hide captionLed Zeppelin: John Paul Jones (from left), John Bonham, Jimmy Page and Robert Plant.
Led Zeppelin: John Paul Jones (from left), John Bonham, Jimmy Page and Robert Plant.
When Led Zeppelin broke up in 1980, it left fans of one of the most super of rock's supergroups dazed and confused. For lead singer Robert Plant, it created the challenge of going solo after being so identified as the voice of what Rolling Stone magazine recently dubbed "the heaviest band of all time."
Plant's first concert as a solo artist took place in 1982, but the singer remembers his nervousness like it was yesterday.
"In the afternoon of that day in Peoria, Ill., I was really emotional. Hopping up and down and pacing around. I mean, in those days, Led Zeppelin was legendary. It was still alive."
"I thought, maybe I should just quit now [because] nothing could be like that. But on the other hand the great challenge was, what's it going to be like?"
From 1968 through the '70s, Led Zeppelin grew from just another British blues band to ascend the throne of heavy metal. In their prime, they ruled the arenas and stadiums. No other hard-rock group was as consistently popular, as influential or as explosive.
Led Zeppelin split up in 1980, when the heartbeat of the group, drummer John Bonham suddenly died.
Retaking the Stage
When Plant kicked off his solo career that night in 1982, he had to face up to his own legacy.
"I walked onto the stage and I was absolutely drowned," he says. "I was reduced to the size of a mouse because the response from the audience was amazing."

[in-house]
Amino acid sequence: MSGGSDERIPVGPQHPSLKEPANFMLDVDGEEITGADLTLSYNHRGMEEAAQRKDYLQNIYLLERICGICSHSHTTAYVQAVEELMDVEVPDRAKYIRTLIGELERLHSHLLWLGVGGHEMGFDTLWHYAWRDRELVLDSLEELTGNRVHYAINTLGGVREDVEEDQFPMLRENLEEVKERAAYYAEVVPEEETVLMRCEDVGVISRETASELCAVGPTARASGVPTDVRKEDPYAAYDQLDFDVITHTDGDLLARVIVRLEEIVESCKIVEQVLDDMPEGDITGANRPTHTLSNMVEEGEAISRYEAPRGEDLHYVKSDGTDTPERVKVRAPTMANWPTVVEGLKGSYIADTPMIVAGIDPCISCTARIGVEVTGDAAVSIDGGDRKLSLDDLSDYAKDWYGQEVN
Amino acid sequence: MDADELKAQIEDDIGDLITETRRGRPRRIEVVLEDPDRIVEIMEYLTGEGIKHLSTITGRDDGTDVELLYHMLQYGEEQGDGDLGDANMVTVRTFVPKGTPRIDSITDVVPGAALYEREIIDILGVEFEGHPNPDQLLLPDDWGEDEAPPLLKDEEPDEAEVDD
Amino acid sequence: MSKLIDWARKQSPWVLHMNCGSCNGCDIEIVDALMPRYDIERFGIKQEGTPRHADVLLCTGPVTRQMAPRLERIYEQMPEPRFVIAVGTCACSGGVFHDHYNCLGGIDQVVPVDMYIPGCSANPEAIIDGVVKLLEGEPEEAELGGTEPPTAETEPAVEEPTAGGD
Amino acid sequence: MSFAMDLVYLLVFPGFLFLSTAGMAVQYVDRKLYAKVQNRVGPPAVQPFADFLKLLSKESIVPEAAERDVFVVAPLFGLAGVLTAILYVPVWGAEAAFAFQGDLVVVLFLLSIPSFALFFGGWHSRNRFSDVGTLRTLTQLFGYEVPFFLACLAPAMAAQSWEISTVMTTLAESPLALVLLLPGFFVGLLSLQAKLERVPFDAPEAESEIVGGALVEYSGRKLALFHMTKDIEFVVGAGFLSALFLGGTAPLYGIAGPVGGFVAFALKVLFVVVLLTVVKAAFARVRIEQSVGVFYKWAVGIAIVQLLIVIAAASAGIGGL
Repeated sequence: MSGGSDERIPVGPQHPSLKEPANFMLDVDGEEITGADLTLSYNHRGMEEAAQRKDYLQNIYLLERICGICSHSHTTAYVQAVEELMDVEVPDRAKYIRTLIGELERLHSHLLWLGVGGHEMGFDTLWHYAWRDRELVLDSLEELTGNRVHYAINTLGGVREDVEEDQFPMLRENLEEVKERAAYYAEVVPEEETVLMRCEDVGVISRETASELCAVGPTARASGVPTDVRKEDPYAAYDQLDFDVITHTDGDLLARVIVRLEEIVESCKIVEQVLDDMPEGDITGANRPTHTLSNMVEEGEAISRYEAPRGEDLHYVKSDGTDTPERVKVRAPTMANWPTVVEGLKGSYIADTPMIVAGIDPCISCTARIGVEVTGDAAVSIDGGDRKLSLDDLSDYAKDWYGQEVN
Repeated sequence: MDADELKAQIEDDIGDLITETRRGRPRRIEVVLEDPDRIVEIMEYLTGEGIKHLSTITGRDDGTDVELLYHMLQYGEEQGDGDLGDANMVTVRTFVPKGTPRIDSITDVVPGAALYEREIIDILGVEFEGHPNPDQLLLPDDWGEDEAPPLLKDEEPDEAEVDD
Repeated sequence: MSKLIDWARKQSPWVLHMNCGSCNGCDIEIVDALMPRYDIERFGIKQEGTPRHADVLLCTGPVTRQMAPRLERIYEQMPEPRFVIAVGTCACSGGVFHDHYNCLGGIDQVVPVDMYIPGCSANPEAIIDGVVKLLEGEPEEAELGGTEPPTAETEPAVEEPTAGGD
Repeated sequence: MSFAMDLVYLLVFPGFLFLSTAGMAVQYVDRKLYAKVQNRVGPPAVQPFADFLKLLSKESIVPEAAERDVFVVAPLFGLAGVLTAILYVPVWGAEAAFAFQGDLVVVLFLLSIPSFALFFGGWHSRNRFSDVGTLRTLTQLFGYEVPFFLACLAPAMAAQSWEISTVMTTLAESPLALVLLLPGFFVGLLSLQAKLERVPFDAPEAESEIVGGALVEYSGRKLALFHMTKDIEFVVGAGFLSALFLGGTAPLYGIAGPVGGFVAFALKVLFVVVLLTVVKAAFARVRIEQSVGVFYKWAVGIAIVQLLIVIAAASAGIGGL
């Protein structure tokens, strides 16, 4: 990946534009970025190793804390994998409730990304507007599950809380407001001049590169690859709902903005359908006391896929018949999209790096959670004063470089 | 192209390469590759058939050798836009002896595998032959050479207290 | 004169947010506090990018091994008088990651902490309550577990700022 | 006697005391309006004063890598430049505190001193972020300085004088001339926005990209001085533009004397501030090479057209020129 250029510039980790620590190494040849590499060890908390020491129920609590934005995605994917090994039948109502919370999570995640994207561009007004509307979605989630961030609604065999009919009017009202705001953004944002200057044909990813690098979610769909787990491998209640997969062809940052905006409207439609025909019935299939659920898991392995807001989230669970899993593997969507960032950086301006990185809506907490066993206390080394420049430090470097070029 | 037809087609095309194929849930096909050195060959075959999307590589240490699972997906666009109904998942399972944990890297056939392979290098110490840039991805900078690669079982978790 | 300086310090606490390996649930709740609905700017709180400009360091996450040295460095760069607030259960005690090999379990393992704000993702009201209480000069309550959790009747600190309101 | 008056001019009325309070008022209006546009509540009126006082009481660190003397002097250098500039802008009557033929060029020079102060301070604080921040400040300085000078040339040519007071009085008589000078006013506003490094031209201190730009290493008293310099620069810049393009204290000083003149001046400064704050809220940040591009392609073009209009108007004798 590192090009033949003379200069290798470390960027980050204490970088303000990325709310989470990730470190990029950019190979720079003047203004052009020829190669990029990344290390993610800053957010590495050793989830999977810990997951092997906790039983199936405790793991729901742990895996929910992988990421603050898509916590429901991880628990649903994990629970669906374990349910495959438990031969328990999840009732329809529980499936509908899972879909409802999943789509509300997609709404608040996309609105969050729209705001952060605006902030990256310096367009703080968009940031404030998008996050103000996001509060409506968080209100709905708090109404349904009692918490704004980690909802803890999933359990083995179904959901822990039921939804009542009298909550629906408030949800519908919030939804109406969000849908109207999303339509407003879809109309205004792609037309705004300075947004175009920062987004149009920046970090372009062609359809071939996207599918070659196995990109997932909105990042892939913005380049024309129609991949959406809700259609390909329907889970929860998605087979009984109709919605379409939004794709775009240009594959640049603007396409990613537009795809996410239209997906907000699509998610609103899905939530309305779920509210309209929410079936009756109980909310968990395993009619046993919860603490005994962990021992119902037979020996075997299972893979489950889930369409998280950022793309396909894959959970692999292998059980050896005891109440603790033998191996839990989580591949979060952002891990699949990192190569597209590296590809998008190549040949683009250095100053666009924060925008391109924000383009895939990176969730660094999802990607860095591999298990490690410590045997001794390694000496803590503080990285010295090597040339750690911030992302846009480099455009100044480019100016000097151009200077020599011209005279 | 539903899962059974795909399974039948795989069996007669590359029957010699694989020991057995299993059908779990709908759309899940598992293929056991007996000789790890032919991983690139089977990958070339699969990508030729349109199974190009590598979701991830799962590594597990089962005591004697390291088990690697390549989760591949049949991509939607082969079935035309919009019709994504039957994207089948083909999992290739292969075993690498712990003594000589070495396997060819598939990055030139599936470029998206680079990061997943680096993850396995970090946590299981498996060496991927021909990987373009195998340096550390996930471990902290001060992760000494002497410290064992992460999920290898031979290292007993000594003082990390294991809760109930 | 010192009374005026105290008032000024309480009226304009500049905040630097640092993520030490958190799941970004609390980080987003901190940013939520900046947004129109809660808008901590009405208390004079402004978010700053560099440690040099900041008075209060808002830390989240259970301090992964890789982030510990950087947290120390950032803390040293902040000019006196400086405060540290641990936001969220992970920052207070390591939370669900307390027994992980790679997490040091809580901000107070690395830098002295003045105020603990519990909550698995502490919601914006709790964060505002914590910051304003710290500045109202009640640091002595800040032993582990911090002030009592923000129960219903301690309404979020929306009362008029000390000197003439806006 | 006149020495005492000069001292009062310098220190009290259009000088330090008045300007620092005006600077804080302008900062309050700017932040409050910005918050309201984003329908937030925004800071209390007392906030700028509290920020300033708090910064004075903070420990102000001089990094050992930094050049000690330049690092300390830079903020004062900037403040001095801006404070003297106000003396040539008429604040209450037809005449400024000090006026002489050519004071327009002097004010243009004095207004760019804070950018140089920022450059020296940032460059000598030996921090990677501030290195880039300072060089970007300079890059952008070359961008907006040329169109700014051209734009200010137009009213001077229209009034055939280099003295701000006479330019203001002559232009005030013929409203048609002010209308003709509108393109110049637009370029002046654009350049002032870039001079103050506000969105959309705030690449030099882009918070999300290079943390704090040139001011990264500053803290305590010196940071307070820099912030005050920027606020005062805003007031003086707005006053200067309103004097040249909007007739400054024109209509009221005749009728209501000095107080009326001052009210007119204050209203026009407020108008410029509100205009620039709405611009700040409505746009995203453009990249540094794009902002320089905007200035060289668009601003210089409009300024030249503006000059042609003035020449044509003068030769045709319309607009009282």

Nine Lives is the title of a new box set that charts a 25-year musical journey, as Plant explored different sounds and remained a leading voice in rock.
At first, he relied a bit heavily on synthesizers and drum machines. But hey, it was the '80s. Other steps along the way included: Plant's brief role with The Honeydrippers, a rhythm and blues revival group; his ongoing fascination with the music of North Africa; and his 1988 reunion with Led Zeppelin guitarist Jimmy Page –- which yielded a hit that creatively used familiar snippets of their best-known recordings.
"I know that [Page] was very dubious when I started sampling Led Zeppelin on 'Tall Cool One' but I said, 'Look, you know, if the Beastie Boys can do it, I guess everybody can do it...'"
A Familiar Musical Blend
In 2005, Plant released the album Mighty Rearranger, and his journey seemed to come full circle, back to that familiar blend of hard rock, folk music of the Near East and a heavy dose of the blues.
"It's big and strong and powerful. That's its relationship with Led Zeppelin. That's what my music has become, even more so now with Mighty Rearranger. One part is beckoning you towards the Sahara, while another part is taking you into San Francisco in '67."
Robert Plant, 58, is still more at home on the road, or in the studio, than he is on his Saxon country estate. He describes a recent encounter with another rock veteran –- the guitarist from Pink Floyd — at a hotel in Paris.
"I was talking to Dave Gilmour. I said, 'How long are you out for?' He said, 'Three weeks, and you?' I said, 'Well it's 128 shows in and I can't see it ending.' So, I mean, it depends on whether you actually just do a few gigs to please the record company and go back to the fortress. Or you find that your home is everything, everywhere and everyone."
Plant is a grandfather, but retirement is not in his plans.
"My two older kids have got kids of their own now, but they're all musical. I think they quite expect me to disappear into the desert for years on end and come out, you know, with a beard down to the floor going, 'Hey, you'll never guess, I found a new scale!'"